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thanksgiving with williams-sonoma: part 1 of 3

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thanksgiving with williams-sonoma: part 1 of 3

When it comes to delicious food ideas and fabulous cooking products, no one does it better than Williams-Sonoma. In fact, whenever I go into their store on Bloor St. and I'm overcome with the smell of goodies baking and the sound of Michael Buble spilling out of the speakers, I seriously contemplate moving in. This past Monday, I attended one of their weekly technique classes that are held for free in the store kitchen. I will be assisting in the creation of this year's Thanksgiving dinner (sorry Mum, the turkey's all you!), so I thought, what the heck, I'll take a class on how to perfect a classic Thanksgiving feast. The class was lead by two Williams-Sonoma associates, Christopher and Jackie, who were absolutely wonderful and had a ton of great tips. In the days leading up to Thanksgiving weekend, I'll be posting all the secrets that I learned at the technique class, plus sharing some pictures of the yummy food that was whipped up (did I mention I got to eat it? Well, I did. Actually, I devoured it.).

Part 1: The Turkey (gobble, gobble)

Isn't she a beaut? Part 1 of my Thanksgiving feature is all about the ol' bird -- the holiday just wouldn't be the same without it. To be honest, I thought preparing a turkey consisted of simply defrosting it, sticking it in a pan with some water, and letting it cook all day until everyone was salivating. Boy, was I wrong. Christopher and Jackie had been cooking that bad boy throughout the day and were more than happy to share their secrets on how to get it juicy and full of flavour. Here are their tips on how to prepare the perfect turkey:
  • Plan ahead! Decide on what kind of turkey you'll be purchasing (frozen or fresh, kosher or Butterball, etc.) and plan for how long it will take to prepare it (i.e. frozen turkey's usually take 3 days to defrost in the fridge)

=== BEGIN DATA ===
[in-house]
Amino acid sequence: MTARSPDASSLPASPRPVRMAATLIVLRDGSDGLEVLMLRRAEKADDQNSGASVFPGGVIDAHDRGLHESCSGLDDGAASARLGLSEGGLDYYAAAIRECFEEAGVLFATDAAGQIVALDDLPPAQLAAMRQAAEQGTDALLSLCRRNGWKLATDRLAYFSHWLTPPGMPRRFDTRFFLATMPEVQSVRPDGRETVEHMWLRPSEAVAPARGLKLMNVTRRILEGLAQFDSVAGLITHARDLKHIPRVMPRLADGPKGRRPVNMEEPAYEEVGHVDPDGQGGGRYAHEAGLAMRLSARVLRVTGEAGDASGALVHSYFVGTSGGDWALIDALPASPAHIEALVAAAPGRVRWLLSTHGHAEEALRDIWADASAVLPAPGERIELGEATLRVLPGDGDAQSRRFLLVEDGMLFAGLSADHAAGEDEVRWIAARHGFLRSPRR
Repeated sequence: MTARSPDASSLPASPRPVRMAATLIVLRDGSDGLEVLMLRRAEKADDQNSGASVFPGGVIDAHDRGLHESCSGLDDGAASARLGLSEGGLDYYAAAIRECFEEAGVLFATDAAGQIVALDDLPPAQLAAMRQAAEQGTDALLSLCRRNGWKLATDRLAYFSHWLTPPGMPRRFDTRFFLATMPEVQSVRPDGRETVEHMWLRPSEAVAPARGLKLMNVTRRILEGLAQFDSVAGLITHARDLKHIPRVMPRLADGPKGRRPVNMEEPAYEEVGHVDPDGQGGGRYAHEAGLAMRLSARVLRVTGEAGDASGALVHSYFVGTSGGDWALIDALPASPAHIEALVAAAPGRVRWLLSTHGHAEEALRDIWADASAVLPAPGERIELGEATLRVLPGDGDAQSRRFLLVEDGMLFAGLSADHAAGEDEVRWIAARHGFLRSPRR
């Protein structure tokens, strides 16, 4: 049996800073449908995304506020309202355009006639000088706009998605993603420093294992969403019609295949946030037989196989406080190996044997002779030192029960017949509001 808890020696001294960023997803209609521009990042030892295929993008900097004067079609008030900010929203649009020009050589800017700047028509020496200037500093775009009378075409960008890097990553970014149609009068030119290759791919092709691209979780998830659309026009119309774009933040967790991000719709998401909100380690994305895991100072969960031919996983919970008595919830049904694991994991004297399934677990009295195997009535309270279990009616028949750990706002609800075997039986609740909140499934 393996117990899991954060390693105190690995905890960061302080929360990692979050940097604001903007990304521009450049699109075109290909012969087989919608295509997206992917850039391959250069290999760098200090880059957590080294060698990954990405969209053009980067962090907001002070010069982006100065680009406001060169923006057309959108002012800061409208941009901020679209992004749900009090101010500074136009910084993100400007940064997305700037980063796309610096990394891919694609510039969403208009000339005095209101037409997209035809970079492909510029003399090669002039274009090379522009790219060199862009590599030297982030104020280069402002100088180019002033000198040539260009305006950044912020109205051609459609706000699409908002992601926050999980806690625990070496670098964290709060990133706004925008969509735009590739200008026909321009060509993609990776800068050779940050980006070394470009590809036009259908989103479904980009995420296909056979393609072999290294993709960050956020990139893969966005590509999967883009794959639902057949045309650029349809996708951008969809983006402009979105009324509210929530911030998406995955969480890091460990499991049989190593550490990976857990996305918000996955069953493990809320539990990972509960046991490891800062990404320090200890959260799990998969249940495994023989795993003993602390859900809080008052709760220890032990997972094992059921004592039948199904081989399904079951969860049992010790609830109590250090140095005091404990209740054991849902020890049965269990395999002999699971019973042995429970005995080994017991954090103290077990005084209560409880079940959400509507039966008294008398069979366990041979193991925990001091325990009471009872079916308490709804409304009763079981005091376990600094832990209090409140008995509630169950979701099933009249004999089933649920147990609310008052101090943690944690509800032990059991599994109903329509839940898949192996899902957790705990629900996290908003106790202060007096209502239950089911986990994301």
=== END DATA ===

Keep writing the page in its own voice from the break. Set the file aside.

• Brine the turkey. A lot of people skip this step, but it's necessary if you want to make sure the breast meat is juicy and not dried out. Williams-Sonoma carries a lovely Apple and Spices Turkey Brine that the pair used on this one.
  • Truss the bird well. Trussing is the process of tying the bird's legs down in order to help with the browning process {see image above}. By tying the wings down and legs together, it ensures an even cook. Check out the Williams-Sonoma trussing video for a step-by-step.
  • Cover the turkey. For the first 3/4 of the bird's cook time, cover with tin foil. Or, if you prefer the bird to be more brown, cover with cheesecloth instead and spread some butter over top.
  • Take precaution when carving. Let the turkey sit for a little bit before carving so that the flavourful juices can settle in the meat. Also, use a cutting board with pyramids when carving, as it will grip the bird when the juices are running out.
  • Don't overcook it. If your bird is done before the rest of your meal is prepared, wait until the oven gets down to 200 degrees -- at this temperature, you can put the turkey back in to warm, without having it cook any further.
You see? There's so much more to it than just shoving the bird in the oven and having a glass (or two!) of wine while waiting for it to cook. Check in on Tuesday for tips on making yummy side dishes! xo, Lauren
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thanksgiving with williams-sonoma: part 1 of 3